The number of Districts from where fatalities were reported in 2016 stood at 31, as against 40 in 2015. The seven troubled States of the Northeast (excluding Sikkim) have a total of 108 Districts.

Other parameters of violence also witnessed improvements. As against 16 major incidents (involving three or more fatalities) resulting in 82 deaths in 2015, there were 10 such incidents resulting in 50 deaths in 2016. The number of explosions and resultant fatalities also recorded a decline, from 69 incidents and 14 killed in 2015, to 65 incidents and eight killed in 2016.

The SF:militant kill ratio for 2016 worked out at 1:4.76 against the militants, significantly better than 2015, at 1:2.16. 106 militant fatalities at the hands of SFs were recorded in 2015, out of a total of 162 killed; with the remaining 56 killed in factional clashes. Out of 82 militants killed in 2016, one was killed in a factional clash, while SFs eliminated the remaining 81.

Despite these gains, numerous challenges remain in a region that has seen cyclical surges and recessions in the levels of violence over decades. Never since 1992 have overall fatalities registered a decline, on year on year basis, for more than three consecutive years. This positive trend was achieved twice – between 2004 and 2006; and between 2009 and 2011. Fatalities increased for five consecutive years between 1993 and 1997, the longest span of continuously rising fatalities.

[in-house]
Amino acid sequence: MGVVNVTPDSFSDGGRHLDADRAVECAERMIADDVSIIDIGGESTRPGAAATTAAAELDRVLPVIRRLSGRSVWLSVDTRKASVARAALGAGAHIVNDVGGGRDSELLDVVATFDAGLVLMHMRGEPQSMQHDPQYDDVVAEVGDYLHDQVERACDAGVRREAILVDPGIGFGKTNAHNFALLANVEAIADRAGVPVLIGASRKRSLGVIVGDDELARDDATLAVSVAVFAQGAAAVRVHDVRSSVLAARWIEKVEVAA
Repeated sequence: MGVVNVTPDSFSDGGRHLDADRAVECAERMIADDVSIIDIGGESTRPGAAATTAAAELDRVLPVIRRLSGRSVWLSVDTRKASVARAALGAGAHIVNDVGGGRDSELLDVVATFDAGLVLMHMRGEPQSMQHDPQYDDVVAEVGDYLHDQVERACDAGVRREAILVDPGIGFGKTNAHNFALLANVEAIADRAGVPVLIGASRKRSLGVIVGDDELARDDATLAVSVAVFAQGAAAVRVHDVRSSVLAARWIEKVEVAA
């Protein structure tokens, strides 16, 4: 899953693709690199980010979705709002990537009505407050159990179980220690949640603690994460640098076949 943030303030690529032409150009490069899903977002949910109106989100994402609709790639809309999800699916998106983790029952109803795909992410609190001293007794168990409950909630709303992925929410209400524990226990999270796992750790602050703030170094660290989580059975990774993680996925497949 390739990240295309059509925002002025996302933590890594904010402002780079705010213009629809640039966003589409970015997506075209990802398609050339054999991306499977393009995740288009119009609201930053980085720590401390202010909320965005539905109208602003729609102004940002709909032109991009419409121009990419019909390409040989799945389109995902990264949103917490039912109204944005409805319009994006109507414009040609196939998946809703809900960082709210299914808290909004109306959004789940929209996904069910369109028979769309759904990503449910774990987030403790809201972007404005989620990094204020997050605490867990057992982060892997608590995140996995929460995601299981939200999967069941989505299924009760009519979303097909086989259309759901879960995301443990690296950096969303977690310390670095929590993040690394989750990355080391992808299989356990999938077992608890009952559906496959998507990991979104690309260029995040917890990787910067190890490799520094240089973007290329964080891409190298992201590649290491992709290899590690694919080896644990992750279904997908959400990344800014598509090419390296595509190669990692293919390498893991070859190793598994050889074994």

The region remains home to 13 of the 39 terrorist formations banned by the Union Ministry of Home Affairs (UMHA) as on November 19, 2015. According to the SATP database, apart from these 13 proscribed terror outfits, there are another 139 militant outfits that have operated in the region at one point of time or another. These include 19 militant formations which are still active; 97 that operated in the past but have seized operations; and another 23 which are at various stages of peace talks with the Government.

Reports also indicate that many of the militant groups in the region continue to operate in unison to fight jointly for the ‘sovereignty’ of their respective imagined states. After the November 19, 2016, attack at Pengaree near Digboi, Tinsukia District, Assam, in which three SF personnel were killed, the United Liberation Front of Asom – Independent (ULFA-I) faction claimed that this was a “joint operation” carried out by the its cadres and four members of the Manipur-based Coordination Committee (CorCom) – comprising the Revolutionary People’s Front (RPF, the political wing of the People’s Liberation Army, PLA), UNLF, People’s Revolutionary Party of Kangleipak (PREPAK), and the progressive faction of PREPAK (PREPAK-Pro). The other two members of the CorCom, a conglomerate of six Manipur Valley-based militant outfits formed in July 2011, are the Kangleipak Communist Party (KCP) and the Kanglei Yawol Kanna Lup (KYKL). The same group also carried out a second attack on the Army in the Chandel District of Manipur on November 26, 2016, and injured five SF personnel. The attacks, codenamed ‘Operation Barak’, were the first instance of Meitei groups carrying out strikes in Assam, and of ULFA-I operating in Manipur. On December 3, 2016, the ‘commander-in-chief’ of ULFA-I, Paresh Baruah, clarified that “Operation Barak, named after the Barak River that flows from Manipur to Assam, is a symbol of friendship between the two States.”